HL Deb 07 March 1918 vol 29 cc356-7

MY Lords, I rise to ask His Majesty's Government whether it is a fact, as alleged by the Press to have been stated by Sir Thomas Oliver, speaking at the National Old-Age Pension Conference at Newcastle, that whilst the Government urged the working-classes to put all they could into War Bonds, they then punished them by making them ineligible for old-age pensions by reason of income from savings; and, if so, whether His Majesty's Government would take immediate steps to remove such a legitimate cause of discontent.


My Lords, the Treasury has no official information as to the terms used by Sir Thomas Oliver in the speech referred to, but I may remind the noble Lord that under the Old-Age Pensions Act, 1908, which is the principal Act relating to old-age pensions, it is provided in the Schedule thereof as follows—

Means of Pensioner. Rate of pension per week
Where the yearly means of the pensioner as calculated under this Act— s. d.
Do not exceed £21 5 0
Exceed £21, but do not exceed £23 12s. 6d. 4 0
Exceed £23 12s. 6d. but do not exceed £26 5s. 3 0
Exceed £26 5s but do not exceed £28 17s. 6d. 2 0
Exceed £28 17s. 6d. but do not exceed £31 10s. 1 0
Exceed £31 10s. No pension.
It does therefore follow that if a person whose age approaches seventy has at his disposal sufficient money to invest what will produce a sum in Government securities of over £31 10s. per annum he would be ineligible for an old-age pension when reaching the age of seventy. If, however, he invested this money elsewhere he would probably secure an equal return on his capital and would be accordingly equally ineligible for a pension.

The Government in the House of Commons has repeatedly stated that in the present abnormal conditions they cannot undertake to promote legislation for the abrogation of the cardinal principles underlying the existing Old-Age Pensions Acts. It is no doubt true that where a limit of means is laid down by Statute beyond which a person is not eligible for a receipt of an old-age pension it can be argued that thrift is discouraged. Until, however, it is decided that for the receipt of an old-age pension private means should not be taken into account, the difficulty which the noble Earl suggests will always be present. For instance, if the eligibility for old-age pension were to be restricted to persons with means not exceeding £50 or £100 per annum, the same objection can be raised that the law was discouraging persons saying money so as to secure a competence for their old age.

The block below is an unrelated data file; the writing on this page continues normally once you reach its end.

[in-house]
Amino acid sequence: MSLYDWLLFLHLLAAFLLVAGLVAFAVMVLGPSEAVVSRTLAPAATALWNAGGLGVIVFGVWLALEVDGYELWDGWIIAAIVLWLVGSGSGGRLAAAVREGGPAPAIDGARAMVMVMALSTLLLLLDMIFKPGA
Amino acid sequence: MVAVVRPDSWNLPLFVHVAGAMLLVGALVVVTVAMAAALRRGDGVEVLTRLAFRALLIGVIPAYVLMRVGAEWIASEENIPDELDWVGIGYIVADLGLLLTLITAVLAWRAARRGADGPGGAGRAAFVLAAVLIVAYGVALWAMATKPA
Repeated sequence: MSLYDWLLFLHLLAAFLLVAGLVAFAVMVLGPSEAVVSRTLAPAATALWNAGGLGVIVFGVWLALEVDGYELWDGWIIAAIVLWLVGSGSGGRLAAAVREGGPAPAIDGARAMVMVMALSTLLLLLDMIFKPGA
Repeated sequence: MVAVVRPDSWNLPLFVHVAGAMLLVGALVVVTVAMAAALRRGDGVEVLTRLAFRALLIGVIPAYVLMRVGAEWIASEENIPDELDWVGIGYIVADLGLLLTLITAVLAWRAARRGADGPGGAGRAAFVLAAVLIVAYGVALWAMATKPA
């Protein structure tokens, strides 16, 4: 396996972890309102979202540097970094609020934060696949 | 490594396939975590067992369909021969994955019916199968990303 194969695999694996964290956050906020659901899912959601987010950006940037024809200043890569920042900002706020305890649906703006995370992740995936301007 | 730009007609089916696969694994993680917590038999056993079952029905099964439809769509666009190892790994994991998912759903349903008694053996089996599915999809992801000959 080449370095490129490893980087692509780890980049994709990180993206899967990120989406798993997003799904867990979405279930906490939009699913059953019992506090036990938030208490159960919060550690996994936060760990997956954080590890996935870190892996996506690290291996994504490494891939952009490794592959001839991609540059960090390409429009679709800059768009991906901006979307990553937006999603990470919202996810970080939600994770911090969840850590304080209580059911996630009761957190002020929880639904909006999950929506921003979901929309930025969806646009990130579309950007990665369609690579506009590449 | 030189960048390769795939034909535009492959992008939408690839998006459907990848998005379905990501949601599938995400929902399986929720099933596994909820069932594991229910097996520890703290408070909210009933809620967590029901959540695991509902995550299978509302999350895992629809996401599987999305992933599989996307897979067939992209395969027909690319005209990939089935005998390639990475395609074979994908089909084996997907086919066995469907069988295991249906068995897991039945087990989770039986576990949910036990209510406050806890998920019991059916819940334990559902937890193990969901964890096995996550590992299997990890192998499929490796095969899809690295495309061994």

My Lords, I do not think the answer given is a very satisfactory one. It appears to me to be of very great importance that the largest number of persons possible should be encouraged to invest money for the prosecution of the war. It is of importance not only for prosecuting the war but in order that Government Loans should be based upon most solid foundations, and if any attempt is made to discourage the placing of small sums of money by masses of the people in the hands of the Government, for the prosecution of the war I think great national harm will be done. I therefore hope that His Majesty's Government will find some means by which working people who put money into War Loans will not suffer by so doing.

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